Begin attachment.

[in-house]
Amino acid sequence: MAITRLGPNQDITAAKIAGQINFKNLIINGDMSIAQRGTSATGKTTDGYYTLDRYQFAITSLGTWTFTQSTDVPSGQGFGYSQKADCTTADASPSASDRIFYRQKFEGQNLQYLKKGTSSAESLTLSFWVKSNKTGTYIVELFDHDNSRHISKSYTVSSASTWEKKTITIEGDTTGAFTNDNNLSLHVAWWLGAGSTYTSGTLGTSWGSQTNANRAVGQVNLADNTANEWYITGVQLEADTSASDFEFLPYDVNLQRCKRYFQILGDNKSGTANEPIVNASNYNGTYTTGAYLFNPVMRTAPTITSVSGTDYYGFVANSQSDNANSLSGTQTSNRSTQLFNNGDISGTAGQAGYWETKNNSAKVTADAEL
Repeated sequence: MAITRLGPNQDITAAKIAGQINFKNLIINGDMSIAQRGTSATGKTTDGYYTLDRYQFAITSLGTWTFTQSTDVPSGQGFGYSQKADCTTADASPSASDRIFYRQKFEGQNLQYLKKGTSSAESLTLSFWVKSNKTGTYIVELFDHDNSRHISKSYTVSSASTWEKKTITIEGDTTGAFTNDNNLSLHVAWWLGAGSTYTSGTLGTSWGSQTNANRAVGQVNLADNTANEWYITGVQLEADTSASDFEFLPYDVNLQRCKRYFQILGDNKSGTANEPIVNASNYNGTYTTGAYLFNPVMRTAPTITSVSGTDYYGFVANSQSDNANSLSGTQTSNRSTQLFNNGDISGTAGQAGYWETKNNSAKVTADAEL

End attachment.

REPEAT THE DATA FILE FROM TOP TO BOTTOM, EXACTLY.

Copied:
[in-house]
Amino acid sequence: MAITRLGPNQDITAAKIAGQINFKNLIINGDMSIAQRGTSATGKTTDGYYTLDRYQFAITSLGTWTFTQSTDVPSGQGFGYSQKADCTTADASPSASDRIFYRQKFEGQNLQYLKKGTSSAESLTLSFWVKSNKTGTYIVELFDHDNSRHISKSYTVSSASTWEKKTITIEGDTTGAFTNDNNLSLHVAWWLGAGSTYTSGTLGTSWGSQTNANRAVGQVNLADNTANEWYITGVQLEADTSASDFEFLPYDVNLQRCKRYFQILGDNKSGTANEPIVNASNYNGTYTTGAYLFNPVMRTAPTITSVSGTDYYGFVANSQSDNANSLSGTQTSNRSTQLFNNGDISGTAGQAGYWETKNNSAKVTADAEL
Repeated sequence: MAITRLGPNQDITAAKIAGQINFKNLIINGDMSIAQRGTSATGKTTDGYYTLDRYQFAITSLGTWTFTQSTDVPSGQGFGYSQKADCTTADASPSASDRIFYRQKFEGQNLQYLKKGTSSAESLTLSFWVKSNKTGTYIVELFDHDNSRHISKSYTVSSASTWEKKTITIEGDTTGAFTNDNNLSLHVAWWLGAGSTYTSGTLGTSWGSQTNANRAVGQVNLADNTANEWYITGVQLEADTSASDFEFLPYDVNLQRCKRYFQILGDNKSGTANEPIVNASNYNGTYTTGAYLFNPVMRTAPTITSVSGTDYYGFVANSQSDNANSLSGTQTSNRSTQLFNNGDISGTAGQAGYWETKNNSAKVTADAEL